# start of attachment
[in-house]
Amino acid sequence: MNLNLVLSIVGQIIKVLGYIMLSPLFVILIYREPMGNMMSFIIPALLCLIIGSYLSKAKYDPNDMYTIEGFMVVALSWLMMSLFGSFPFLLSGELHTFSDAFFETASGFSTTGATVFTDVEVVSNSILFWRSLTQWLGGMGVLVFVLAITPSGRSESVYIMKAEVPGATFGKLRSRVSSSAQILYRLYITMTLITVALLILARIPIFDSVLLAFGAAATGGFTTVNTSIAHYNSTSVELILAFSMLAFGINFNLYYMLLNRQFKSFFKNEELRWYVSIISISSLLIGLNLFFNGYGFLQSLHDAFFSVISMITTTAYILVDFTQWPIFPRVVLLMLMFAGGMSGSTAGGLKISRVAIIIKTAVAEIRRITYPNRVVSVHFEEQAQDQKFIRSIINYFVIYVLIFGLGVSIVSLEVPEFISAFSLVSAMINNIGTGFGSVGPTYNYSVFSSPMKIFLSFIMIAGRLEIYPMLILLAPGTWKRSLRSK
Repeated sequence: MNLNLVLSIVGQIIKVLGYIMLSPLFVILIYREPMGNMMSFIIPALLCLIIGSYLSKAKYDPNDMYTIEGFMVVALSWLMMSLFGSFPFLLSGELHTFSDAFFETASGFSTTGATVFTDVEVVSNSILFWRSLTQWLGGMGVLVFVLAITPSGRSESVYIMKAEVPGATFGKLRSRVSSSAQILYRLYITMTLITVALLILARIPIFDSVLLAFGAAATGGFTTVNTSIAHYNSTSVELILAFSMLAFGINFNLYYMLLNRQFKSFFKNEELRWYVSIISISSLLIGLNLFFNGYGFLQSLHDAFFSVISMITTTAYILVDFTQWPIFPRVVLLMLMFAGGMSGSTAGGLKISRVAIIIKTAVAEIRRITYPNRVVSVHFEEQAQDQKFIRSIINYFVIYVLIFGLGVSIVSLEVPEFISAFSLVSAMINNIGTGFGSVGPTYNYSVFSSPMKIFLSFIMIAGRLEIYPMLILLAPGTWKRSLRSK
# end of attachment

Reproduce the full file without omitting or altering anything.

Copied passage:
[in-house]
Amino acid sequence: MNLNLVLSIVGQIIKVLGYIMLSPLFVILIYREPMGNMMSFIIPALLCLIIGSYLSKAKYDPNDMYTIEGFMVVALSWLMMSLFGSFPFLLSGELHTFSDAFFETASGFSTTGATVFTDVEVVSNSILFWRSLTQWLGGMGVLVFVLAITPSGRSESVYIMKAEVPGATFGKLRSRVSSSAQILYRLYITMTLITVALLILARIPIFDSVLLAFGAAATGGFTTVNTSIAHYNSTSVELILAFSMLAFGINFNLYYMLLNRQFKSFFKNEELRWYVSIISISSLLIGLNLFFNGYGFLQSLHDAFFSVISMITTTAYILVDFTQWPIFPRVVLLMLMFAGGMSGSTAGGLKISRVAIIIKTAVAEIRRITYPNRVVSVHFEEQAQDQKFIRSIINYFVIYVLIFGLGVSIVSLEVPEFISAFSLVSAMINNIGTGFGSVGPTYNYSVFSSPMKIFLSFIMIAGRLEIYPMLILLAPGTWKRSLRSK
Repeated sequence: MNLNLVLSIVGQIIKVLGYIMLSPLFVILIYREPMGNMMSFIIPALLCLIIGSYLSKAKYDPNDMYTIEGFMVVALSWLMMSLFGSFPFLLSGELHTFSDAFFETASGFSTTGATVFTDVEVVSNSILFWRSLTQWLGGMGVLVFVLAITPSGRSESVYIMKAEVPGATFGKLRSRVSSSAQILYRLYITMTLITVALLILARIPIFDSVLLAFGAAATGGFTTVNTSIAHYNSTSVELILAFSMLAFGINFNLYYMLLNRQFKSFFKNEELRWYVSIISISSLLIGLNLFFNGYGFLQSLHDAFFSVISMITTTAYILVDFTQWPIFPRVVLLMLMFAGGMSGSTAGGLKISRVAIIIKTAVAEIRRITYPNRVVSVHFEEQAQDQKFIRSIINYFVIYVLIFGLGVSIVSLEVPEFISAFSLVSAMINNIGTGFGSVGPTYNYSVFSSPMKIFLSFIMIAGRLEIYPMLILLAPGTWKRSLRSK